At this point, you may have seen the screenshots and trailer for Bastion. But it's hard to get a sense for what the game actually is through any of those methods. Some of the comments we've been seeing in our past coverage compare it directly to the Diablo series. Sure, makes sense. After all, the game is billed as an "action-RPG," it's set at an isometric angle, and, well, those guitar chords that open the trailer certainly send a pretty specific message.
Others compare the game's art style and colorful presentation to games from Vanillaware, like Odin Sphere or Muramasa: The Demon Blade. Some came away from the trailer sensing that some world-building would be involved, like some kind of new-fangled ActRaiser. A couple of you thought the narrator in the trailer might be Ron Perlman doing his Fallout narrator voice. None of these are quite right, but initial impressions, at least, place Bastion in some pretty good company.
We were able to play a brief piece of of Supergiant's new project, which is the same version that will be on display at the Penny Arcade Expo this weekend in Seattle. Before we go much further, maybe you should take a look at the first few minutes of this prototype version.
The way the narration reacts to what you do, as you do it is the first big stand-out thing about Bastion. The way it keeps up with you as you're finding new things almost feels like magic... or play-by-play commentary from a sports game applied to a game where you're swinging a giant hammer at guys made out of gas. These early portions in the video feel pretty chatty, but since you're being introduced to a bunch of new things right at the start, it seems to make sense. Also, the narrator is a great introduction to the tone of Bastion. He's not talking about ghosts and slimes. He's talking about "gas fellas" and "scumbags." You aren't just picking up "rock" or "gem" upgrades. You're finding "somethin' heavy" and "somethin' shiny." Bastion strikes that very deliberate tone right out of the gate, and it leaves you wanting more of that style at the end of the demo. The narrator is why we've decided to run some raw gameplay footage--talking over the whole thing in a Quick Look would sort of defeat the purpose.
The Kid, Bastion's lead character, has more mobility than you might expect from an action-RPG. By default, he's got a roll move that you can use to either escape incoming attacks or roll into objects to bust them up. And once you're armed--you'll quickly find a hammer, a repeater, a bow, and a large shield in the version being shown at PAX--you can cancel out of those rolls directly into an attack. Standing still lets you execute stronger attacks than you can if you're on the move, and well-timed presses of the shield button let you bat projectiles back where they came from, which is a handy way to take down turrets. While you'll start with those few weapons--or, at least you will at the moment, since we're talking about a game that's probably around a year off--the guys at Supergiant told us that you'll encounter a lot of different weapons, many of which make the game's time period hard to nail down. There's nothing especially modern about a hammer or a bow and arrow... but how the heck did a carbine get into this world? You'll be able to swap your weapons out for others at designated areas, and different weapons enable different special attacks. You can also equip different evasive maneuvers, such as one that replaces your roll with a rolling leap.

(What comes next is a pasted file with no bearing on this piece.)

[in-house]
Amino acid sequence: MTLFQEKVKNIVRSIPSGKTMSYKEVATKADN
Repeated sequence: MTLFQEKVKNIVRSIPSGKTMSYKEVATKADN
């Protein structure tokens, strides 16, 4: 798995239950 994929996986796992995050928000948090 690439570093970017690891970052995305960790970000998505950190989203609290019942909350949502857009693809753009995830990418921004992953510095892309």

As you probably noticed in the video, The Kid seems to be heading in the direction of the Bastion, a designated spot for the people of his once-whole city to head for in case of emergency. Once you get there, you'll be able to rebuild it, adding buildings that allow you to swap out or upgrade weapons, or another that lets you enable various beverages that confer specific bonuses, such as the ability to carry more health potions. The early part of the game shown makes it sound like the basic loop would be to go out into an area, collect objects, then bring them back to your base of operations, where you'll attempt to reverse whatever it was that caused your world to get blasted apart into sections of flying rock in the first place. The developers didn't want to elaborate on their plans for the later parts in the game, but as you might expect, it sounds like there's more to it than simple collection. On top of that, there are plans in the works for an asymmetrical co-op feature. I asked, but wasn't getting anywhere when trying to get more details. It sounds like there's a lot more to Bastion still to be revealed.
And the plan is for us to be there to reveal it. We'll have the team from Supergiant Games on our Big Live Live Show: Live on September 9, including Greg Kasavin, who joins Bastion's development team today as Creative Director on the project. We're also planning a regular series that will let you guys ask questions and check in to see what the heck it's like to be a small team chasing your indie game development dreams. I should also state here, up front, before we get going, that due to the way we've decided to create ongoing programming based on Bastion and its developers--one of whom was a close coworker of ours for a lot of years--we're opting to not review Bastion when it's released. I suspect that, by the time it's finished, we'll all be a little too close to it to render an untainted verdict, so it's best to just state that now, so everyone's clear. Cool? We'll have more on September 9, and we hope you enjoy seeing what we've got planned for the months ahead.